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Sibling Revelry

Andrea Walter

The Fabulous Filipino Brothers (2021)

Director Dante Basco and three of his siblings co-wrote “The Fabulous Filipino Brothers,” a boisterous comedy set in Pittsburg, Calif. They, along with another brother, also co-star in the film, which centers on events leading up to wedding festivities and presents four distinctive Asian male archetypes that challenge the omnipresent stereotypes in American cinema – they don’t even speak Tagalog, they’ll have you know – but the filmmakers also make it abundantly clear, on at least one occasion, that the film is mostly for the edification of white people.

We get to know their Smurfs nicknames before their actual legal names: David (Dionysio Basco, also cowriter) is the comedian who has spent his formative years singing and dancing in talent shows at the Filipino-American Cultural Center; Dayo (Derek Basco) is the eldest who feels obligated to pony up cash for the feast yet irresponsibly gambles all the money away; Duke (Dante Basco) is the womanizer who reconnects with an old flame while in Manila for business, only to find that she’s now married with a child; and Danny Boy (Darion Basco, also cowriter) is a New-Agey shut-in who devotes his days to making electronic music. Oh, there’s also Dores (Arianna Basco, also cowriter), a nurse who is also the narrator.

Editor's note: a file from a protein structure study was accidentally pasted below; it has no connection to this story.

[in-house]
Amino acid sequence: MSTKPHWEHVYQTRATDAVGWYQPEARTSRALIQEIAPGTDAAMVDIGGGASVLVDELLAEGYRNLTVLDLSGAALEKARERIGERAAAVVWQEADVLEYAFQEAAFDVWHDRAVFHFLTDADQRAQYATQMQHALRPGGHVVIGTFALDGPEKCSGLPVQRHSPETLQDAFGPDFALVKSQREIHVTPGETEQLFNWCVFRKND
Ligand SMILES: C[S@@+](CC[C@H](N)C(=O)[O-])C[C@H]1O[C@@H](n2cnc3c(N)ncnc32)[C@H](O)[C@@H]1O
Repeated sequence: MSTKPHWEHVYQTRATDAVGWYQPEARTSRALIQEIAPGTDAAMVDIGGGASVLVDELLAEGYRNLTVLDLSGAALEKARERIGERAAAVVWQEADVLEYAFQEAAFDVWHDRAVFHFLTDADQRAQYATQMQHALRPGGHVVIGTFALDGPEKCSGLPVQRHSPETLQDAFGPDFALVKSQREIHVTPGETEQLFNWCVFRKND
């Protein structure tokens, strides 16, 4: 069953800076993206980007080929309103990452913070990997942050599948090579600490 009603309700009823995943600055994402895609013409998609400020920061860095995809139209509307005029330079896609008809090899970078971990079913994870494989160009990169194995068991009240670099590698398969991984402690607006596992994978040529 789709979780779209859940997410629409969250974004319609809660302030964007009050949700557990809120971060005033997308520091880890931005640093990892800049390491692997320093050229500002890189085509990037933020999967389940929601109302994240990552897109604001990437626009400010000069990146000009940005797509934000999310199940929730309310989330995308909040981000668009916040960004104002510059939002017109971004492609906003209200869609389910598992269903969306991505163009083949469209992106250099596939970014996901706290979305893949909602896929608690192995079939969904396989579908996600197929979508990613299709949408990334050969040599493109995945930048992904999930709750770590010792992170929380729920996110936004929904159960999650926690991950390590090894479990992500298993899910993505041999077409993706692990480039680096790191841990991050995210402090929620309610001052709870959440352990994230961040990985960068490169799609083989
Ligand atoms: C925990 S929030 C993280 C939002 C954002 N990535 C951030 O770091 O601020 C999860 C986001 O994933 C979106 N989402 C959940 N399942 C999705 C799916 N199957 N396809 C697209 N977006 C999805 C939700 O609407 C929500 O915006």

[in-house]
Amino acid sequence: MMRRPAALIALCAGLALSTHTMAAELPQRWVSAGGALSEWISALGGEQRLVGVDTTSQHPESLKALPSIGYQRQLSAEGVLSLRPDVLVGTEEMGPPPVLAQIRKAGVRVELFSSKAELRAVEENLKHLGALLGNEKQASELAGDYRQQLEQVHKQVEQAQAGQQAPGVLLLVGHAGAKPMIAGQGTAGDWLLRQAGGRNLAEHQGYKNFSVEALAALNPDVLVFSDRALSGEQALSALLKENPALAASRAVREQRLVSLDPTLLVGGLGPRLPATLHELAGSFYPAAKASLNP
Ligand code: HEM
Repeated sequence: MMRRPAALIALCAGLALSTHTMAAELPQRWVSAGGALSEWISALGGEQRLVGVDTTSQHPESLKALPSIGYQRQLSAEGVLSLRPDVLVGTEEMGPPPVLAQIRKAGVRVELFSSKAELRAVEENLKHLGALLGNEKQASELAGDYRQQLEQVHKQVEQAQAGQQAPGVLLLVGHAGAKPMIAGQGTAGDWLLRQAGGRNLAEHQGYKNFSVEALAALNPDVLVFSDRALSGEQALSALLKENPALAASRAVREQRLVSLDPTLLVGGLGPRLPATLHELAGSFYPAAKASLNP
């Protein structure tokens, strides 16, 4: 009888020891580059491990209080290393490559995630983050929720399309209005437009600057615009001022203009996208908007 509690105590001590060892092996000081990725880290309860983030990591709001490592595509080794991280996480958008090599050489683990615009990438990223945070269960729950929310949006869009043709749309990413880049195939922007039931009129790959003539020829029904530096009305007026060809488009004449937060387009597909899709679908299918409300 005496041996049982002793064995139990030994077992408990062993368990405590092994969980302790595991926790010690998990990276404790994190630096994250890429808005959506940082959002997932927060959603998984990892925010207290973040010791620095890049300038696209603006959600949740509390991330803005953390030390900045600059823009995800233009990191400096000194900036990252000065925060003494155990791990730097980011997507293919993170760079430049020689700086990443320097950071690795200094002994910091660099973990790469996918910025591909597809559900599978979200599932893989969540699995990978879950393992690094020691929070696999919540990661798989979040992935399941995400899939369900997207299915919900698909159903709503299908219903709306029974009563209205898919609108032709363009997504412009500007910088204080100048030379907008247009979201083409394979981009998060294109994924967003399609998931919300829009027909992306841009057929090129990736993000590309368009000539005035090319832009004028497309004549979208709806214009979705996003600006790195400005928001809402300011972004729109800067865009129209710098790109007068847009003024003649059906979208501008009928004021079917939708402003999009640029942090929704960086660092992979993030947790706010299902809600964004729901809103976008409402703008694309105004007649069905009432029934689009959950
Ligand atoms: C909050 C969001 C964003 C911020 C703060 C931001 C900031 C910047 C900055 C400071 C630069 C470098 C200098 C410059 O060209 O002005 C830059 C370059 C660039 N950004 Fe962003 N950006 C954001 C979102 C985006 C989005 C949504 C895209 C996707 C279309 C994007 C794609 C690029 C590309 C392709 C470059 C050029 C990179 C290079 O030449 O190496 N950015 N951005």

Parts of the film are very refreshing and funny indeed, though it’s hard to tell how much of it is meant as in-joke among Filipino Americans. These guys are certainly not the model minority, as they dabble in gambling, roll with gangsters, commit adultery etc., but is it necessary for them to call themselves “jungle Asians” for a few measly chuckles? In due time we find out who’s getting hitched – which is a shock, since none of them register as marriage material even if they have spouses. Although the film establishes that, culturally, Filipinos do not ever fly too far from the nest, it never meaningfully fleshes out the ties that bind – especially the brotherhood, given the title – the way that, say, “Bo Gia (Dad, I’m Sorry)” does.


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